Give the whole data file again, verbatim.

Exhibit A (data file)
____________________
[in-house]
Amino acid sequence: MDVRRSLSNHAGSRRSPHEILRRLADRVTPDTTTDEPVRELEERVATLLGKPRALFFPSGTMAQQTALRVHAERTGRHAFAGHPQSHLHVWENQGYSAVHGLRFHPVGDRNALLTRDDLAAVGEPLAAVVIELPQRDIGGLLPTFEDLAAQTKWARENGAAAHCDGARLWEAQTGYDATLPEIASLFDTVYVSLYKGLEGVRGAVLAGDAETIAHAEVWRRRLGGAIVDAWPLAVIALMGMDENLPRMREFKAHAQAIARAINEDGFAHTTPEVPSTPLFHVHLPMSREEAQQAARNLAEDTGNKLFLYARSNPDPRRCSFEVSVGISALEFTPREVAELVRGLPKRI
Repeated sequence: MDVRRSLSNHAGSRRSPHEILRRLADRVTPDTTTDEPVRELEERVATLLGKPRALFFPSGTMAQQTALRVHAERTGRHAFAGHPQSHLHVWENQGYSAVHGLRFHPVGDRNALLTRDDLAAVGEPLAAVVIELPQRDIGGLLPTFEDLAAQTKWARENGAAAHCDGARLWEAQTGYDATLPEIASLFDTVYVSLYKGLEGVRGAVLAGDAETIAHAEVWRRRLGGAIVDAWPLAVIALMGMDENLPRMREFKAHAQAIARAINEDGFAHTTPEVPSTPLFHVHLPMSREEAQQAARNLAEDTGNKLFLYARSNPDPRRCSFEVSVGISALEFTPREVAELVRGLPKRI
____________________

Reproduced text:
[in-house]
Amino acid sequence: MDVRRSLSNHAGSRRSPHEILRRLADRVTPDTTTDEPVRELEERVATLLGKPRALFFPSGTMAQQTALRVHAERTGRHAFAGHPQSHLHVWENQGYSAVHGLRFHPVGDRNALLTRDDLAAVGEPLAAVVIELPQRDIGGLLPTFEDLAAQTKWARENGAAAHCDGARLWEAQTGYDATLPEIASLFDTVYVSLYKGLEGVRGAVLAGDAETIAHAEVWRRRLGGAIVDAWPLAVIALMGMDENLPRMREFKAHAQAIARAINEDGFAHTTPEVPSTPLFHVHLPMSREEAQQAARNLAEDTGNKLFLYARSNPDPRRCSFEVSVGISALEFTPREVAELVRGLPKRI
Repeated sequence: MDVRRSLSNHAGSRRSPHEILRRLADRVTPDTTTDEPVRELEERVATLLGKPRALFFPSGTMAQQTALRVHAERTGRHAFAGHPQSHLHVWENQGYSAVHGLRFHPVGDRNALLTRDDLAAVGEPLAAVVIELPQRDIGGLLPTFEDLAAQTKWARENGAAAHCDGARLWEAQTGYDATLPEIASLFDTVYVSLYKGLEGVRGAVLAGDAETIAHAEVWRRRLGGAIVDAWPLAVIALMGMDENLPRMREFKAHAQAIARAINEDGFAHTTPEVPSTPLFHVHLPMSREEAQQAARNLAEDTGNKLFLYARSNPDPRRCSFEVSVGISALEFTPREVAELVRGLPKRI